If the ultimate goal of training and educational interventions is to increase what learners know so they can make more informed decisions and perform better, then it stands to reason that the ultimate value of any training intervention is dependent on the effective storage (and retrieval) of new information within the learners’ memories.
This might be one of those blinding-flashes-of-the-obvious moments: Training and learning are fundamentally dependent on human memory systems. Importantly, understanding the implications of human memory systems on training and learning is not simply a theoretical pursuit. In the past few years, more and more has been published and presented about the connections among adult learning theory, cognitive science and neurophysiology – or what some have simply coined “brain-based learning” or the “science of learning.”
While it may appear to some that the complexity of this evidence is overwhelming, there are examples of lower-hanging fruit that trainers can immediately leverage to evolve and improve their training programs. The simplest, most practical and perhaps most valuable way of understanding and leveraging the science of learning is to acknowledge the critical bottleneck created by our memory system, or systems, as it were, and then ground one’s planning and design intelligently.
The sub-system model of memory was first proposed in the 1960s as a framework for understanding how and when learning can be accelerated and training can be enhanced.
As described by Atkinson and Shiffrin, information is received through the sensory memory system. This first sub-system can process a huge amount of information but can retain it only for a short period of time (milliseconds). As the information in sensory memory is instinctively filtered, the information that is deemed to have some relevance or value is raised to awareness and enters the second sub-system: working memory.
Working memory (re-)organizes the information so that it may be efficiently stored as discrete neural maps within the third sub-system: long-term memory. Absent of disease, long-term memory has a theoretically limitless capacity in terms of storage duration and volume, but storage and retrieval are not same thing.
For learning to take place, working memory must effectively encode the information by finding relevance to prior knowledge and attaching critical retrieval hooks that support long-term memory storage and are critical for down-the-road retrieval when the information is needed in the future.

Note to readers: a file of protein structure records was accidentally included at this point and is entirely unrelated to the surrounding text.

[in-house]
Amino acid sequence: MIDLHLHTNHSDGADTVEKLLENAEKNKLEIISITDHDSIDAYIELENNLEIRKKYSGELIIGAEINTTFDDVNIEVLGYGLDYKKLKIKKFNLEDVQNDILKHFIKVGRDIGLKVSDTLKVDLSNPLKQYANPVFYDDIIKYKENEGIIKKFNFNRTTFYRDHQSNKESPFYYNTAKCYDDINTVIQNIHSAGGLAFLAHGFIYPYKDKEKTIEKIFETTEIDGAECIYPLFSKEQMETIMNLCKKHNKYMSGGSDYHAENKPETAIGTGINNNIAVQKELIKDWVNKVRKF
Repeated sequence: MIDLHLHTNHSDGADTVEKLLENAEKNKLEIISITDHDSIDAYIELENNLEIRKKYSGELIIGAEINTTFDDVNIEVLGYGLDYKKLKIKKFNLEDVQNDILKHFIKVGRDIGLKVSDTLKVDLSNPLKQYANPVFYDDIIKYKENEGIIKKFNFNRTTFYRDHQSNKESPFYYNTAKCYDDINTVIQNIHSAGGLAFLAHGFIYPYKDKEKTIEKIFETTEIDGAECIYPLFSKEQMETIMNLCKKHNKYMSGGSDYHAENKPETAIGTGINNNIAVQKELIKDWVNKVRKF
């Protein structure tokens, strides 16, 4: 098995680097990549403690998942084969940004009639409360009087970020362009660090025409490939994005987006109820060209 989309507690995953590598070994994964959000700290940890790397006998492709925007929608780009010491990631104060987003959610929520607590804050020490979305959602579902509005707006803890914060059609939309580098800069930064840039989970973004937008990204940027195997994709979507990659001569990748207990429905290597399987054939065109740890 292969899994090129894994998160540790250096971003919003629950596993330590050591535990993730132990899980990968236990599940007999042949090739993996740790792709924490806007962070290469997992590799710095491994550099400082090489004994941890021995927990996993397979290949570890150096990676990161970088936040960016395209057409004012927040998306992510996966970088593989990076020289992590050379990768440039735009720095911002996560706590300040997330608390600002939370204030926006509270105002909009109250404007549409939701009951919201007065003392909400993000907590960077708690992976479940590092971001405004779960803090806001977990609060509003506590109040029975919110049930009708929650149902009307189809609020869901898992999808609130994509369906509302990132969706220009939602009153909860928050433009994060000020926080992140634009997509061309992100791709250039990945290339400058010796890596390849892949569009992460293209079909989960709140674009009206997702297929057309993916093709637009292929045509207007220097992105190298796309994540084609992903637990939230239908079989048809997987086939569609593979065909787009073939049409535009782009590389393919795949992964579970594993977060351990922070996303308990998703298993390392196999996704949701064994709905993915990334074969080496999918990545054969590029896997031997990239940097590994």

Herein is the key problem: Sensory memory has evolved to be nearly limitless, allowing humans to see, hear, smell, feel and taste huge amounts of data per second. As such, sensory memory may best be understood as the gatekeeper to the fight-or-flight response: The more information we can take in and instinctively process and filter, the better our chances are in the wild (or the workplace).
Likewise, long-term memory similarly evolved to store a nearly limitless amount of information, allowing humans to retrieve, relate and compare prior experiences to new ones and determine how they may impact safety and security.
However, a variety of research has infamously suggested that working memory has a much, much smaller capacity. In 1956, Miller postulated that working memory cannot typically process more than about seven independent pieces of information at once. While the number and composition of this limited sub-system have been debated, one point holds true: Limitations in working memory create a learning “bottleneck” and limit the capacity for information to be processed into long-term memory.
Overcoming the Bottleneck
In subsequent research over the past four decades, three forces, or loads, have been identified that impact the working memory bottleneck:
- Intrinsic load depends on several factors: the experience of the individual, the complexity of information being presented and the extent to which the elements interrelate with each other. In other words, intrinsic load is determined by the relative complexity of content for a given learner.
- Germane load refers to the level of concentration required for learning and appears to be determined by the motivation or lack of motivation to learn.
- Extraneous load refers to the general effort necessary for consuming content but is not directly related processing information within working memory. In other words, extraneous load refers to the environment and distractions.